Understanding your rights in police custody: New report by Fair Trials identifies room for improvement in Letters of Rights across Europe
Originally posted by the organization Defending the Human Right to a Fair Trial on FairTrials.org.
Letters of Rights can have a really positive impact on the understanding of rights by people arrested or detained by the police, but are they adequate and being used enough? It’s a vitally important right, which ensures that anyone arrested knows exactly why they’ve been arrested and the evidence has been collected against them. Essentially, it also sets out information about the suspect’s own rights, such as the right to remain silent and the right to a lawyer.
The new guide from Fair Trials, together with organisations from Bulgaria, Hungary, Lithuania, and Spain, follows on from the research report available here, which was launched at the European Parliament last month.
The findings show that Letters of Rights can have a positive impact on the understanding of rights by people arrested or detained by the police, particularly where the letters are simple and accessible, people are provided adequate time to read them and, ideally, have someone available to explain the rights to them wo is not trying to encourage the person to waive their rights. In Ireland for example, Letters of Rights are delivered and explained by a person independent of the underlying police investigation resulting in better informed suspects or accused persons.
“A suspect being placed in custody is a stressful moment for everyone. The emotional state of the suspect does not enable him or her to necessarily understand everything verbally. The Letter of Rights enables him or her to delve into it more, in particular during the breaks and to change a decision taken quickly (the right to silence, to a lawyer, to contact the family, etc.)” – Police Officer, France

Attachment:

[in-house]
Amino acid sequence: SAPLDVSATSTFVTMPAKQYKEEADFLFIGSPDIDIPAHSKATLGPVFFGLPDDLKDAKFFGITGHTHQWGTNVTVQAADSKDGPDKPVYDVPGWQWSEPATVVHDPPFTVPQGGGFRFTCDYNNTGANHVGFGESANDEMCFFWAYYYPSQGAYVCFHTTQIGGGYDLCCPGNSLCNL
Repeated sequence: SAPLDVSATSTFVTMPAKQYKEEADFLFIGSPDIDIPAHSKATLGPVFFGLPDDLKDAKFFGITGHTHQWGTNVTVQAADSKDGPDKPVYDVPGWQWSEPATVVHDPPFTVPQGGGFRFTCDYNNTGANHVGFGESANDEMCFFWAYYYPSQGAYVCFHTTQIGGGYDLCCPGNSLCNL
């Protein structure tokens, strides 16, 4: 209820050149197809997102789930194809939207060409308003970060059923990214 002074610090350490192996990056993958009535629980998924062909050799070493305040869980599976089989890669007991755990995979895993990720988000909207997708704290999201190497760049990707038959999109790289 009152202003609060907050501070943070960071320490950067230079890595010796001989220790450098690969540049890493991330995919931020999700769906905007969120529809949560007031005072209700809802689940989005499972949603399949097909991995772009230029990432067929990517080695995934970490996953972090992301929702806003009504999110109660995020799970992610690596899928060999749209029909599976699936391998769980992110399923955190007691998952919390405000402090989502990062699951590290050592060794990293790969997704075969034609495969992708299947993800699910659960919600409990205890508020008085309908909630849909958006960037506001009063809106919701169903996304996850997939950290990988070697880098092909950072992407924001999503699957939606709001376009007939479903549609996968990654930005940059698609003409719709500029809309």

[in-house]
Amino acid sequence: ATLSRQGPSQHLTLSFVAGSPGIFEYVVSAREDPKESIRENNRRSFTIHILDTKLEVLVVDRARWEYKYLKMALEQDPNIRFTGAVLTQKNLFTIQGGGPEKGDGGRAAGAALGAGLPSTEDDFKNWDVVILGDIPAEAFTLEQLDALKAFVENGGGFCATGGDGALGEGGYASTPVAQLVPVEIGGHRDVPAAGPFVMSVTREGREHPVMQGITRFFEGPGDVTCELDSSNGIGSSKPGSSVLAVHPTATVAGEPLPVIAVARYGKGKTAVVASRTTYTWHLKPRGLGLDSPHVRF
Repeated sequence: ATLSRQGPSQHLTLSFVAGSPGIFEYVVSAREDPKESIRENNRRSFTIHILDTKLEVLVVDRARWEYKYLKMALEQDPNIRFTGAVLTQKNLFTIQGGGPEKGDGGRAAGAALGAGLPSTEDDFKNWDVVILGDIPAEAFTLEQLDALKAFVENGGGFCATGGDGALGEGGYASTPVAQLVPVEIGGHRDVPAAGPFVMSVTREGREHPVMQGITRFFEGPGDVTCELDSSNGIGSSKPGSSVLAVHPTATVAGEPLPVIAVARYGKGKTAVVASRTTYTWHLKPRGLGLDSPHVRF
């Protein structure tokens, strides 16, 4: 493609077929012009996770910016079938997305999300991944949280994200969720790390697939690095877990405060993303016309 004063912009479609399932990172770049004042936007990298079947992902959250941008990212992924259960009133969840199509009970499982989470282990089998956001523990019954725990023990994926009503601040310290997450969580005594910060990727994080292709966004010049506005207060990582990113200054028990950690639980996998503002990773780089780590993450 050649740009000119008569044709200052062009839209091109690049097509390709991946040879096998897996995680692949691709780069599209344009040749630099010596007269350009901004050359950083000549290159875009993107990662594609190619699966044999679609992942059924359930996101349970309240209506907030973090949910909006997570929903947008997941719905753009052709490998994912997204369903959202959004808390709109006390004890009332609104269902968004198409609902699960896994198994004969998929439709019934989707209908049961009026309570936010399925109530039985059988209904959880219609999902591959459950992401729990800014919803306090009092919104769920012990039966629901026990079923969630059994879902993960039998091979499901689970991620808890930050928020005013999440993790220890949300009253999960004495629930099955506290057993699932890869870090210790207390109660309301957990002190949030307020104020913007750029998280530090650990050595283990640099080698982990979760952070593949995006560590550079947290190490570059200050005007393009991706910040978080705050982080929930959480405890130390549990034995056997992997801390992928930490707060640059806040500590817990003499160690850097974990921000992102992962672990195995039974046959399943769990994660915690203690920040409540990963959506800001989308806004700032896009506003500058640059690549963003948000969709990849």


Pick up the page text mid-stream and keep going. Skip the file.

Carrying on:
Despite the clear value that Letters of Rights add, the study found there is room for improvement in a number of areas:
- Letters of Rights are not actually always delivered in practice to all relevant people. In Bulgaria for example, suspects do not receive any written letter because the national law does not recognise the status of a “suspect”.
- People are often not given enough time to read and understand the letter. In Spain, some of the interviewed judges and interpreters said that the suspects or accused persons receive a lot of information in a short time, which makes it hard to take it all in.
- The Letters are not always exhaustive, and some do not include all of the rights. In France, information isn’t provided about the right to legal aid.
- In some places, people aren’t always provided translations to people who don’t speak the national language. In Lithuania, for example, authorities only provide oral translations.
- As mentioned above, the report also highlights that police authorities continue to try to dissuade people from exercising their rights set out in the Letter of Rights, especially on the right of access to a lawyer and the right to silence.
- The biggest challenge, however, is the accessibility of the Letters of Rights. In most countries, the documentaries are too often written in legalistic terms, with complex sentences and confusing formatting, making it extremely difficult for anyone without a law degree to understand. Perhaps surprisingly, in others, the Letters of Rights are too simple, not providing sufficient information necessary to fully understand the rights.
We would like to thank our funders, in particular the European Commission and the Matrix Causes Fund, who directly supported the production of this guide. Our important work would not be possible without them.